5. Davis Hall. Three-story cinder-block gymnasium with brick facing on the (south) facade of the flat-roof structure. Casement window bays emphasized on facade by simple square buttresses. Stepped parapet along roofline on the facade. Of contributing architectural significance; Moderne; 1950.
Mississippi Industrial College, established in 1905 as an educational institution for blacks, has important associational significance for black history in Mississippi. The campus, of which all pivotal structures constructed during its growth period from 1905 to 1926 survive, displays a high degree of architectural significance representative of the Revival influence in American educational buildings as well as Beaux Arts planning principles popular during the early twentieth century.
The Mississippi Industrial College was founded by the Mississippi Conference of the Colored Methodist Episcopal Church, under the leadership of Bishop Elias Cottrell (1855-1937), a prominent theologian in the region. The educational mission of the school was grounded in theological, vocational-technical, and musical training for black youth from preschool through college age. Over the years the curriculum was revised, with emphasis placed on college-level teacher training, arts and sciences, and business management. To alleviate the teacher shortage during World War II, the college engaged in an innovative educational outreach program known as the Rural School Project, in which students in education earned college credit by spending one month living and teaching in a rural community (Charles H. Wilson, Education for Negroes in Miss. Since 1910 [Boston: Meador Publishing Company, 1947], p.516).
The development of a college campus on this site may be traced to an announcement by Bishop Cottrell in 1903 of the donation of one hundred twenty acres of property to the school from the citizens of Holly Springs (Minutes Books, Mississippi Industrial College, vol.1, p.4). There is also record of the college Board of Trustees taking a drive "to view the grounds and buildings" (Minutes Books, p.4), which substantiates the local claim that in 1905 at least one substantial antebellum brick residence was incorporated into the construction of Catherine Hall. In April, 1905, board members approved an expenditure of $10,000 "to repair the old building," and during the same year voted to erect Catherine Hall at a cost of $35,000 (Minutes Books, p.34). The striking Greek Revival frontispiece with side lights and transom trimmed with guilloche is the only visual evidence of the earlier structure in Catherine Hall.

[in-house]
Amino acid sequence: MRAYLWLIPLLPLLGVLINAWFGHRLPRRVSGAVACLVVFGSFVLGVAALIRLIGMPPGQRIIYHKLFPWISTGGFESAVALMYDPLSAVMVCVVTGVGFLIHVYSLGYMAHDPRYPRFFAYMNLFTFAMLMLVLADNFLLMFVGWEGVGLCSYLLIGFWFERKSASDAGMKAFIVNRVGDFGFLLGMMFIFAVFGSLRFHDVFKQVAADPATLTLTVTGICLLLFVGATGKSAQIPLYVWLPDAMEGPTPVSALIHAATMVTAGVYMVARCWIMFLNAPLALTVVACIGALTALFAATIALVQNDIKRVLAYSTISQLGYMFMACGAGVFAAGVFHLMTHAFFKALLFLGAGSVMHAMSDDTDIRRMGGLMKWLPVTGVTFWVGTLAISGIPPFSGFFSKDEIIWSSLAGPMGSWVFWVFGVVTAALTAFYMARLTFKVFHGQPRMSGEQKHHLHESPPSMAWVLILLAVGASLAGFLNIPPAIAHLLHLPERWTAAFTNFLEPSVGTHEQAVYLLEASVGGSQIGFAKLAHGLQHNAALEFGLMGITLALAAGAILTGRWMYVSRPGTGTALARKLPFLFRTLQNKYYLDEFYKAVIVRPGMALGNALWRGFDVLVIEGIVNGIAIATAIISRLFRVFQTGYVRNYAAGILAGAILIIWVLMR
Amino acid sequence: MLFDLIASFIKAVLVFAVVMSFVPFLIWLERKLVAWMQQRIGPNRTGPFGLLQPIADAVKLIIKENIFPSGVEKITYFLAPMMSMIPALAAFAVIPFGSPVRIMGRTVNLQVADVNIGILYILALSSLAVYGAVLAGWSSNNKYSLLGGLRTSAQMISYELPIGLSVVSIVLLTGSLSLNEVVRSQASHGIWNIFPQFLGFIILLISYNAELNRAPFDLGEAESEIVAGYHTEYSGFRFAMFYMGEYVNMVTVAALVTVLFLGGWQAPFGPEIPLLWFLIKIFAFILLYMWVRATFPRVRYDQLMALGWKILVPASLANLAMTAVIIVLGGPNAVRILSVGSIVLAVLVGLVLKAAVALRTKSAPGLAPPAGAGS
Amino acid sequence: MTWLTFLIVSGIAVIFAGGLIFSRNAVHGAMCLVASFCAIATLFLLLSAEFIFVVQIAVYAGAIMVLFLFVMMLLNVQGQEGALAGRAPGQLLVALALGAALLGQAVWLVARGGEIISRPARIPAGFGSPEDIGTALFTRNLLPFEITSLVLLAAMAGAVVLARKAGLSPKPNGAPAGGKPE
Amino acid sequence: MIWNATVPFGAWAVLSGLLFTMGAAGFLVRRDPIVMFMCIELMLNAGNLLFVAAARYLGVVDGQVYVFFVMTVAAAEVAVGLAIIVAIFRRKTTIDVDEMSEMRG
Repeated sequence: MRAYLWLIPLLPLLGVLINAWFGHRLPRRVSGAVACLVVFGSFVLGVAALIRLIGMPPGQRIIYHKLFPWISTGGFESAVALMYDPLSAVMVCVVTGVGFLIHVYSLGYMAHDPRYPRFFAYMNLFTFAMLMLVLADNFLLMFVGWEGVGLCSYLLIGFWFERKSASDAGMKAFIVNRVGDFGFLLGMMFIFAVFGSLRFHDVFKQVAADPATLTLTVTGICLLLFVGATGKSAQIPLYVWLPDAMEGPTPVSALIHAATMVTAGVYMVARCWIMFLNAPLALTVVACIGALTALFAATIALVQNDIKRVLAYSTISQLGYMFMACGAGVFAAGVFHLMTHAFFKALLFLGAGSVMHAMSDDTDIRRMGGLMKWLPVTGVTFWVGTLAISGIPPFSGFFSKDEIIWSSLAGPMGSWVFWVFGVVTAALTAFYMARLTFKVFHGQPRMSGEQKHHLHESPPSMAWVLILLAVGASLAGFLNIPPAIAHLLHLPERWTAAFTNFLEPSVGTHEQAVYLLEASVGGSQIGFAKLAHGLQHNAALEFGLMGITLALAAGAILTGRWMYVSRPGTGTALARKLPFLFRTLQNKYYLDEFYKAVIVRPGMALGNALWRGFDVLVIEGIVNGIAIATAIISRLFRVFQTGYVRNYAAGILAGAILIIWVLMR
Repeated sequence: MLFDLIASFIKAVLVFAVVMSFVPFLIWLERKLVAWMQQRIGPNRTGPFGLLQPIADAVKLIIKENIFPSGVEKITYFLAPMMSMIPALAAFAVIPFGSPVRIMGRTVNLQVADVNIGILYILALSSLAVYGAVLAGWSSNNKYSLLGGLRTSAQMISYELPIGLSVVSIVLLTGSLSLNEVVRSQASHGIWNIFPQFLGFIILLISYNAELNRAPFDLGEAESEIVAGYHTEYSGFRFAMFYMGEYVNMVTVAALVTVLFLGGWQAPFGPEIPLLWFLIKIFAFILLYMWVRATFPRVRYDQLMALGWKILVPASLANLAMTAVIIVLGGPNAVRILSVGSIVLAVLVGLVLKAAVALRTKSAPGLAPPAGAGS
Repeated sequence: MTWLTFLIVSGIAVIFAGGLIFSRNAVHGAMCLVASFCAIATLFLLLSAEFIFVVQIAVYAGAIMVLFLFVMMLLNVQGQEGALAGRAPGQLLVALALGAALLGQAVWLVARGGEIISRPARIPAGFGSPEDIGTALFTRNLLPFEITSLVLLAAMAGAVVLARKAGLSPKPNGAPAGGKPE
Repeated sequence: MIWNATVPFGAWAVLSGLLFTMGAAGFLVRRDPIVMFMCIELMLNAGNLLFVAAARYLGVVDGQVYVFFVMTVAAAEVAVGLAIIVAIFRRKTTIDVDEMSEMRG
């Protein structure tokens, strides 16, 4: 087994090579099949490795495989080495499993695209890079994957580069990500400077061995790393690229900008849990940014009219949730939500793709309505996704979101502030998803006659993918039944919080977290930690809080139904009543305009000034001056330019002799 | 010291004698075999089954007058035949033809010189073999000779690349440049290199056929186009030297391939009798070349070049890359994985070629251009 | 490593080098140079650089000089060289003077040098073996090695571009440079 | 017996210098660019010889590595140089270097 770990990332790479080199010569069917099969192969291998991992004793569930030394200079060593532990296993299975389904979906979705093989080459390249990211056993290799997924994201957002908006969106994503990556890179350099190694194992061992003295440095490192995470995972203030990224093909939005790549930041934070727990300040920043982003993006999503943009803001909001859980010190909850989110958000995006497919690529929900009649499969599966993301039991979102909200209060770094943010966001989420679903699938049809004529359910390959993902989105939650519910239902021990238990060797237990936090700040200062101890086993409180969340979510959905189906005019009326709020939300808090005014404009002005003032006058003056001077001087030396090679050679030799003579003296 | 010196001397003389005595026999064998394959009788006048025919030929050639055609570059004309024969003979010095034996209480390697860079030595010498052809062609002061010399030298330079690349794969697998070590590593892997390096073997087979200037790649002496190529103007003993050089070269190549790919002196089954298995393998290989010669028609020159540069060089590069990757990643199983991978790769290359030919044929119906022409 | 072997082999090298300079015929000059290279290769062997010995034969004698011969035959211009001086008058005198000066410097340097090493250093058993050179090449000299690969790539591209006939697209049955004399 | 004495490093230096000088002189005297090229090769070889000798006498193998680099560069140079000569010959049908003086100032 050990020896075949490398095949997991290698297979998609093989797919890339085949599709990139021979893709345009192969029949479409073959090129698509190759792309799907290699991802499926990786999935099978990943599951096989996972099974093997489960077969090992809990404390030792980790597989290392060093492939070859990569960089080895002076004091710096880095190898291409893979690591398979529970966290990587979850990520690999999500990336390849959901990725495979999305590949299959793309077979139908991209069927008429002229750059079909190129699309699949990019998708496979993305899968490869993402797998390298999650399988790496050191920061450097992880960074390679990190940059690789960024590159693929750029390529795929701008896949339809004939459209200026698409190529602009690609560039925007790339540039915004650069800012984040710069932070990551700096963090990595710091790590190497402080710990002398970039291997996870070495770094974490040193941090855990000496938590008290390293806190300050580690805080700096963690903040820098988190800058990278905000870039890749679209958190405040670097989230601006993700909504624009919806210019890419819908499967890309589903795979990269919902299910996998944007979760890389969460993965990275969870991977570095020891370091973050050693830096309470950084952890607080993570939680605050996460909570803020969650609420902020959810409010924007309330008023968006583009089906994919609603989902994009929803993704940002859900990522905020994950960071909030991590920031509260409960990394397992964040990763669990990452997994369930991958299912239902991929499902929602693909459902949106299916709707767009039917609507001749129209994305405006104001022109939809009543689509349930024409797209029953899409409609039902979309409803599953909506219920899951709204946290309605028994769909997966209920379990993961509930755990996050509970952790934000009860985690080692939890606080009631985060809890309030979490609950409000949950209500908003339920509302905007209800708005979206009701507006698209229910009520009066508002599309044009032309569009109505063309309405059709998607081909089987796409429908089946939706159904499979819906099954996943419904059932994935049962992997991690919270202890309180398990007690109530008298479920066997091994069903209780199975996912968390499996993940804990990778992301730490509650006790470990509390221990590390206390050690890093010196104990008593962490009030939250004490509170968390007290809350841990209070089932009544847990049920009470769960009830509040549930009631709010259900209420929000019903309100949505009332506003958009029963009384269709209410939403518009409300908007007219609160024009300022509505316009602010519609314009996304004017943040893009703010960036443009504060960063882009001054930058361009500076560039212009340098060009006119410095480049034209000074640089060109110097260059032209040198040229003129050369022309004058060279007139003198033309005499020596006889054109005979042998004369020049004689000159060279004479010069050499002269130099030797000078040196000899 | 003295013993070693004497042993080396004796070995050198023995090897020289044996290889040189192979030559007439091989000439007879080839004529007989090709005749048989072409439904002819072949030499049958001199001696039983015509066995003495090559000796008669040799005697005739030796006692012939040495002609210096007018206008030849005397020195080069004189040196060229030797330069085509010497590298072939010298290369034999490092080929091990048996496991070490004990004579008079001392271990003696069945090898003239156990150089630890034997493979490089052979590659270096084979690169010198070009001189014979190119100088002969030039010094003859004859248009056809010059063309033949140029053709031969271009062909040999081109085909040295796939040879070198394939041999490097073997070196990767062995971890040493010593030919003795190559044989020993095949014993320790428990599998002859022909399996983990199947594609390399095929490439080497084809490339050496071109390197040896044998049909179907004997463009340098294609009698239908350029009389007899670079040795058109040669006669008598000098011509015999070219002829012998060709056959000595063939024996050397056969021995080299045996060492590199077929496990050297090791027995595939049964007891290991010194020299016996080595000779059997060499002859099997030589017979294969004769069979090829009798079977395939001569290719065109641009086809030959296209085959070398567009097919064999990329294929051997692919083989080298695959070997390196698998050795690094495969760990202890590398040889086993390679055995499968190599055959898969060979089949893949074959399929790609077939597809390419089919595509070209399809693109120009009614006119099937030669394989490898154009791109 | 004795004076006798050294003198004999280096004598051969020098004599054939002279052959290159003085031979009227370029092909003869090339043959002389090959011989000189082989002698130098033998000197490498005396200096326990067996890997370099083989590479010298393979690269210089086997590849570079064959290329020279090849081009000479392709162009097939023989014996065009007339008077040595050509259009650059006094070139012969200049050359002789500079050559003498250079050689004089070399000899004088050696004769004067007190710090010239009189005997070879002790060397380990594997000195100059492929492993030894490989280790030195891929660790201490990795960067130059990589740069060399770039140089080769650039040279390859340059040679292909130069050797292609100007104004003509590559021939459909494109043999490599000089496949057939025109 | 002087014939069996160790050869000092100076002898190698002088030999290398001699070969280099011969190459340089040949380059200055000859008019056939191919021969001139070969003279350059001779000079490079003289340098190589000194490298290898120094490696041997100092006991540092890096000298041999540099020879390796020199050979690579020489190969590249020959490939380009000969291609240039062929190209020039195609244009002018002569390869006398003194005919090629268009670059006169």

The locational significance of the Mississippi Industrial College Historic District is enhanced by its contiguity to the east with Rust College (a more-prosperous black educational institution founded in 1866), and by its prominent linear site plan near the northern gateway into the city of Holly Springs. The linear arrangement of the four earliest buildings reflects the formalist influence of Beaux Arts planning principles popularized during the early part of the twentieth century. Viewed in the context of minority-related educational facilities in Mississippi the architectural significance of the campus is further increased. Carnegie Auditorium, with a seating capacity of 2,000, remains the largest auditorium space constructed by and for blacks in Mississippi.
The significance of the college in the context of black history in Mississippi is derived from the enterprising educational goals of its founders. At the time of its early development, the school was faced with the prospect of little statewide support for the growth of its programs and the maturation of the school as an institution of major stature because of its identification as a predominantly black educational facility. The situation was further complicated by the school's proximity to Rust College, the neighboring minority-controlled college which offered a wider variety of educational programs. The two schools benefited from each other's presence in Holly Springs. Several administrators at Rust College moved across the street to work for Mississippi Industrial, including the college's president, Theodore Debro. These improvements are reflected in the changing emphasis of the curriculum, from theology and industrial education to business-management and career-oriented liberal-arts programs, and shows as well the concern of the school for growth in educational development opportunities for minorities at minority-controlled institutions such as Mississippi Industrial College.
Minutes Books, Mississippi Industrial College, Holly Springs, Miss.
Rankin, Edgar E. Interviewed by Jack A. Gold, architectural historian with the Mississippi Department of Archives and History, Jackson, at Holly Springs, Miss,, July 10, 1979.
Wilson, Charles H. Education for Negroes in Mississippi since 1910. Boston: Meador Publishing Company, 1947.
† Jack A. Gold, Architectural Historian, Mississippi Department of Archives and History, Mississippi Industrial College Historic District, Holly Springs, Marshall County, MS, nomination document, 1979, National Park Service, National Register of Historic Places, Washington, D.C.